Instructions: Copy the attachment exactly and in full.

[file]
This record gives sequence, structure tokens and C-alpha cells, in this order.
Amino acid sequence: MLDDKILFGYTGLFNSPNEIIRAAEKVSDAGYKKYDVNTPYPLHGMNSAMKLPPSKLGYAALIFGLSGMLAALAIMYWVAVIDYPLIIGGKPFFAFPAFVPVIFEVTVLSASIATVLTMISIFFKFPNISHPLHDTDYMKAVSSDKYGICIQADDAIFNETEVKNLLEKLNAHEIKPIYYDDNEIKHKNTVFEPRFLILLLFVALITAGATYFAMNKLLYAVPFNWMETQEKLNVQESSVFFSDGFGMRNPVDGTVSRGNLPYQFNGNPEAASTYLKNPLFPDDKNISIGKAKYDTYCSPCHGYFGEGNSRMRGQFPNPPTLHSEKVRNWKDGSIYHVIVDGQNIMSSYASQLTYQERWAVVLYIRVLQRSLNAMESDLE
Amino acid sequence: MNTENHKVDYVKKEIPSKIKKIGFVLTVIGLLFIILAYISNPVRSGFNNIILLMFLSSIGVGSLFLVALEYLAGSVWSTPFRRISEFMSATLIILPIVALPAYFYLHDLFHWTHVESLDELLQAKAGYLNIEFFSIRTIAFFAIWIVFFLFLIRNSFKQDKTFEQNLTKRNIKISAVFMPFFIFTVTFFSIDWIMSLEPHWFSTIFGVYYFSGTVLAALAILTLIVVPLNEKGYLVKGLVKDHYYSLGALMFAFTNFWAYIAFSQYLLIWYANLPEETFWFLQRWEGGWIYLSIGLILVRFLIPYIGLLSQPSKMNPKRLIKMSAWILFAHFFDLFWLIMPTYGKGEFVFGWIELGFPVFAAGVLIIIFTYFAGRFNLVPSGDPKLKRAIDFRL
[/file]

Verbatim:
This record gives sequence, structure tokens and C-alpha cells, in this order.
Amino acid sequence: MLDDKILFGYTGLFNSPNEIIRAAEKVSDAGYKKYDVNTPYPLHGMNSAMKLPPSKLGYAALIFGLSGMLAALAIMYWVAVIDYPLIIGGKPFFAFPAFVPVIFEVTVLSASIATVLTMISIFFKFPNISHPLHDTDYMKAVSSDKYGICIQADDAIFNETEVKNLLEKLNAHEIKPIYYDDNEIKHKNTVFEPRFLILLLFVALITAGATYFAMNKLLYAVPFNWMETQEKLNVQESSVFFSDGFGMRNPVDGTVSRGNLPYQFNGNPEAASTYLKNPLFPDDKNISIGKAKYDTYCSPCHGYFGEGNSRMRGQFPNPPTLHSEKVRNWKDGSIYHVIVDGQNIMSSYASQLTYQERWAVVLYIRVLQRSLNAMESDLE
Amino acid sequence: MNTENHKVDYVKKEIPSKIKKIGFVLTVIGLLFIILAYISNPVRSGFNNIILLMFLSSIGVGSLFLVALEYLAGSVWSTPFRRISEFMSATLIILPIVALPAYFYLHDLFHWTHVESLDELLQAKAGYLNIEFFSIRTIAFFAIWIVFFLFLIRNSFKQDKTFEQNLTKRNIKISAVFMPFFIFTVTFFSIDWIMSLEPHWFSTIFGVYYFSGTVLAALAILTLIVVPLNEKGYLVKGLVKDHYYSLGALMFAFTNFWAYIAFSQYLLIWYANLPEETFWFLQRWEGGWIYLSIGLILVRFLIPYIGLLSQPSKMNPKRLIKMSAWILFAHFFDLFWLIMPTYGKGEFVFGWIELGFPVFAAGVLIIIFTYFAGRFNLVPSGDPKLKRAIDFRL